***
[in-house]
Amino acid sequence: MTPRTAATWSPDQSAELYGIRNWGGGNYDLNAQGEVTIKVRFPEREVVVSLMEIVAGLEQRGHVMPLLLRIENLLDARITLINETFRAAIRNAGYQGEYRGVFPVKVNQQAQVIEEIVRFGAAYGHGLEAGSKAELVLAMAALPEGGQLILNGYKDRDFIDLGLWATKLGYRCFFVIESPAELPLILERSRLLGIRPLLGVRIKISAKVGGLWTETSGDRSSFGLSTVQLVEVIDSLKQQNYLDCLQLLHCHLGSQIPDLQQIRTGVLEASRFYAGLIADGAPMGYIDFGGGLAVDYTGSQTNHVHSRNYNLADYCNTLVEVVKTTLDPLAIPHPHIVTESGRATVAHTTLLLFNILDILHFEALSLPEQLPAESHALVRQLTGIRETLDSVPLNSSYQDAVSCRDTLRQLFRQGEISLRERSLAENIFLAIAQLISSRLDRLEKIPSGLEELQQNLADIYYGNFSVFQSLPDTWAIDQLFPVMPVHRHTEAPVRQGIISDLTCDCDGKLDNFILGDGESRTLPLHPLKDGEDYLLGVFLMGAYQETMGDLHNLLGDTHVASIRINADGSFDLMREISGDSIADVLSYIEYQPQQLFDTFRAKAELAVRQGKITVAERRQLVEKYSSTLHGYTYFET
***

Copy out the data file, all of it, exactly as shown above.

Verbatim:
[in-house]
Amino acid sequence: MTPRTAATWSPDQSAELYGIRNWGGGNYDLNAQGEVTIKVRFPEREVVVSLMEIVAGLEQRGHVMPLLLRIENLLDARITLINETFRAAIRNAGYQGEYRGVFPVKVNQQAQVIEEIVRFGAAYGHGLEAGSKAELVLAMAALPEGGQLILNGYKDRDFIDLGLWATKLGYRCFFVIESPAELPLILERSRLLGIRPLLGVRIKISAKVGGLWTETSGDRSSFGLSTVQLVEVIDSLKQQNYLDCLQLLHCHLGSQIPDLQQIRTGVLEASRFYAGLIADGAPMGYIDFGGGLAVDYTGSQTNHVHSRNYNLADYCNTLVEVVKTTLDPLAIPHPHIVTESGRATVAHTTLLLFNILDILHFEALSLPEQLPAESHALVRQLTGIRETLDSVPLNSSYQDAVSCRDTLRQLFRQGEISLRERSLAENIFLAIAQLISSRLDRLEKIPSGLEELQQNLADIYYGNFSVFQSLPDTWAIDQLFPVMPVHRHTEAPVRQGIISDLTCDCDGKLDNFILGDGESRTLPLHPLKDGEDYLLGVFLMGAYQETMGDLHNLLGDTHVASIRINADGSFDLMREISGDSIADVLSYIEYQPQQLFDTFRAKAELAVRQGKITVAERRQLVEKYSSTLHGYTYFET